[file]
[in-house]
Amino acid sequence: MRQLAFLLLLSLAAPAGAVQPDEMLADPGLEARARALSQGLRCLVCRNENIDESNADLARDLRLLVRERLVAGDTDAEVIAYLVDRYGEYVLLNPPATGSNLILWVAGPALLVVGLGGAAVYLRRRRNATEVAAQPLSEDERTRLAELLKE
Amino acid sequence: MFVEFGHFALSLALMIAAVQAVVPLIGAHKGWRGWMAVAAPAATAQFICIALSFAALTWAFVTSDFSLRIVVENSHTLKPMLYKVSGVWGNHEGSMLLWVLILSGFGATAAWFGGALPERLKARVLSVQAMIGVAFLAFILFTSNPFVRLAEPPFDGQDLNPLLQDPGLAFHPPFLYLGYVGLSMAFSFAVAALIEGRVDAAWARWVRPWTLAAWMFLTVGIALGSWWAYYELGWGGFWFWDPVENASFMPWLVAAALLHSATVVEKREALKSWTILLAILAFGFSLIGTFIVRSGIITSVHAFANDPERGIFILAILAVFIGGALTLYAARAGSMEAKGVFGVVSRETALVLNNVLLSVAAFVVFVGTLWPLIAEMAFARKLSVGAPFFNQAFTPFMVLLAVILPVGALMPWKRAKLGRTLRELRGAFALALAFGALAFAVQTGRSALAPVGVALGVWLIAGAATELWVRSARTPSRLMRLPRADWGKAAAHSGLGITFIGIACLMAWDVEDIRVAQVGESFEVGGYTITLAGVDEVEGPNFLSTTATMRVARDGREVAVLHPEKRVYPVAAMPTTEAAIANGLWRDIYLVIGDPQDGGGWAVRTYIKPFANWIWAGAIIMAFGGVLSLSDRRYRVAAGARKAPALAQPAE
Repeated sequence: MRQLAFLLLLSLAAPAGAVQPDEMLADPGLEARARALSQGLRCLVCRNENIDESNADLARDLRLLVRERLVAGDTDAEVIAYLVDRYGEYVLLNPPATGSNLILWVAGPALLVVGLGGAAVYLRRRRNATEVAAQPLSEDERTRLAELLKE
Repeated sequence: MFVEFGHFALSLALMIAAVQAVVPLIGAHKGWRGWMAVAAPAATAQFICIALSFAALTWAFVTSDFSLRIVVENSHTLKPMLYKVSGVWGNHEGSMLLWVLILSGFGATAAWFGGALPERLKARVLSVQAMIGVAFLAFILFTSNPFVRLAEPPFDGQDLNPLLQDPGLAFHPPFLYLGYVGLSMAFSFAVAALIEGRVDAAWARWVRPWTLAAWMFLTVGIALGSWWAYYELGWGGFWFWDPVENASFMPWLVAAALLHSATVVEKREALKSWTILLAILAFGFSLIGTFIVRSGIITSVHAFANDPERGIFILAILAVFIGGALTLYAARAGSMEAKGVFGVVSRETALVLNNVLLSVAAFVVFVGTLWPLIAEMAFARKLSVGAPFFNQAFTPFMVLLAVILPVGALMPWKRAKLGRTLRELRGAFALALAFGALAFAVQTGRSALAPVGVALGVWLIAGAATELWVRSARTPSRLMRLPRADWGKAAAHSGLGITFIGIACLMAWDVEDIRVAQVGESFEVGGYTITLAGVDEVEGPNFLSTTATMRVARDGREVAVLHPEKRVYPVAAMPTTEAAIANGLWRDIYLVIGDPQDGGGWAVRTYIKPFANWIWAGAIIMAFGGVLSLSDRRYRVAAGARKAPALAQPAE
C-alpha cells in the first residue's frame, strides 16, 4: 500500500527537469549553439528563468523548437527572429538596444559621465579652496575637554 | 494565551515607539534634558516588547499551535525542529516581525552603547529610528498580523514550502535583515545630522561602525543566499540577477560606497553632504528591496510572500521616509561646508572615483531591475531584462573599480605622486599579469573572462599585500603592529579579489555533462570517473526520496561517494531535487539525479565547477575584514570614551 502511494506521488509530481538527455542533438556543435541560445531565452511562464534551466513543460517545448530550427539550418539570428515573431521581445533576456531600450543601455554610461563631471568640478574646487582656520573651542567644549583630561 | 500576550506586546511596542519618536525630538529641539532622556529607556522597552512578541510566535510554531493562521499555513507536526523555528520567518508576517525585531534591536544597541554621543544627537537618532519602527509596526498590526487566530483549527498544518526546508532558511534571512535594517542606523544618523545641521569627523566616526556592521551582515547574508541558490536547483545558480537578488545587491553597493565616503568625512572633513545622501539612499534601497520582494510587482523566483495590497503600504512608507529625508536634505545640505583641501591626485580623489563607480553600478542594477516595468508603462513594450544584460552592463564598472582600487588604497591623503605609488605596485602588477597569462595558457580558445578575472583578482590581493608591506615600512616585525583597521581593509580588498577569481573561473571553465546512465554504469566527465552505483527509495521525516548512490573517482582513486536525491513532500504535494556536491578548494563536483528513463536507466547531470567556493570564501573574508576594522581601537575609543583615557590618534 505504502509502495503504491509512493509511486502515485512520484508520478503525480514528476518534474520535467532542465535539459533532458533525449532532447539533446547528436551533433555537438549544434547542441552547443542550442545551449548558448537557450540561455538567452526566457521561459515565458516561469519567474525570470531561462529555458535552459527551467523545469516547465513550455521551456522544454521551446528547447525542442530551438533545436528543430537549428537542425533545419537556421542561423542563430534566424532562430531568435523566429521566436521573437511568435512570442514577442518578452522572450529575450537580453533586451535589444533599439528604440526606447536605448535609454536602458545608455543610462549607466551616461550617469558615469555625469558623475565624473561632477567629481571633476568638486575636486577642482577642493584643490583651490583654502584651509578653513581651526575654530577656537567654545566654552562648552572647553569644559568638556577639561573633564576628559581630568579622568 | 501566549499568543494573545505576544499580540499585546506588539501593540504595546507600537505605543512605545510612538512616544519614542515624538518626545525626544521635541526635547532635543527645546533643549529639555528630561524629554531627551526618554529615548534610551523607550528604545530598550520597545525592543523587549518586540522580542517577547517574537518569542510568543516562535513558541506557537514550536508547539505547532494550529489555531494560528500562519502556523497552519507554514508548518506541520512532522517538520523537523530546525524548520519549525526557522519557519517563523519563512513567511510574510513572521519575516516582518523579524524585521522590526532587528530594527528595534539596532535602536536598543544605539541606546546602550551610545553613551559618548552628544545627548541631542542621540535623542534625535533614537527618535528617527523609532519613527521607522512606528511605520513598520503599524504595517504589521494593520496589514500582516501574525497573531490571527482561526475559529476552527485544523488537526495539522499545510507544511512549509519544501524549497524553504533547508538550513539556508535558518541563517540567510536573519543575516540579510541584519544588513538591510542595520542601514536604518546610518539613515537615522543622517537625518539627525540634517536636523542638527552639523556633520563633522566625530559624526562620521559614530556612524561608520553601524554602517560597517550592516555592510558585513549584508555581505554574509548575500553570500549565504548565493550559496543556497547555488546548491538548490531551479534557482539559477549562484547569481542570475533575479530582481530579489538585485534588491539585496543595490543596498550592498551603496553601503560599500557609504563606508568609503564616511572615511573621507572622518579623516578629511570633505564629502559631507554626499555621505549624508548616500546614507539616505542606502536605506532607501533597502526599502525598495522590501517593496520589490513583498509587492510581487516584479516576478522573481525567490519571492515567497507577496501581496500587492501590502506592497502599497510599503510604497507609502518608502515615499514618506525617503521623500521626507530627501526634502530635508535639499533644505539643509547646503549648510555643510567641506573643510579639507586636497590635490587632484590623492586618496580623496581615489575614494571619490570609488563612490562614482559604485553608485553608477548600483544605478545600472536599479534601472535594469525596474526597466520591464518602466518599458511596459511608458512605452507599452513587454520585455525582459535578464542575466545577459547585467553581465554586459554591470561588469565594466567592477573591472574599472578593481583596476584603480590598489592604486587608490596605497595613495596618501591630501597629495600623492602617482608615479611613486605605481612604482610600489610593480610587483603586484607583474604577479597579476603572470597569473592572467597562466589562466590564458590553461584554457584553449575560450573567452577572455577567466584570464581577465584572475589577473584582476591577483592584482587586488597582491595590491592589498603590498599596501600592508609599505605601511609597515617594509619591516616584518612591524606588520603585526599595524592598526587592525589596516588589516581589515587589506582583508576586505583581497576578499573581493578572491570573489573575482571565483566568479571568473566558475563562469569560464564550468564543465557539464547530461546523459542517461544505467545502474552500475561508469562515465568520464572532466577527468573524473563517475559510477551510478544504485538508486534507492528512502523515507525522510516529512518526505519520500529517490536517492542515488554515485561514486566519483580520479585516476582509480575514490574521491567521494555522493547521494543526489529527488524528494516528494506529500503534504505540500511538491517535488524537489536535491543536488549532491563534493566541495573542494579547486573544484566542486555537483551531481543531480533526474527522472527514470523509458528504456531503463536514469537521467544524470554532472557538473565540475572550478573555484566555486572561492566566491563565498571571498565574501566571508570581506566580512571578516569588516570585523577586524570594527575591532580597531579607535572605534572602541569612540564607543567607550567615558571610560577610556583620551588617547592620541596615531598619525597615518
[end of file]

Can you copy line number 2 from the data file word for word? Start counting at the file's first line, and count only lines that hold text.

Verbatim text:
Amino acid sequence: MRQLAFLLLLSLAAPAGAVQPDEMLADPGLEARARALSQGLRCLVCRNENIDESNADLARDLRLLVRERLVAGDTDAEVIAYLVDRYGEYVLLNPPATGSNLILWVAGPALLVVGLGGAAVYLRRRRNATEVAAQPLSEDERTRLAELLKE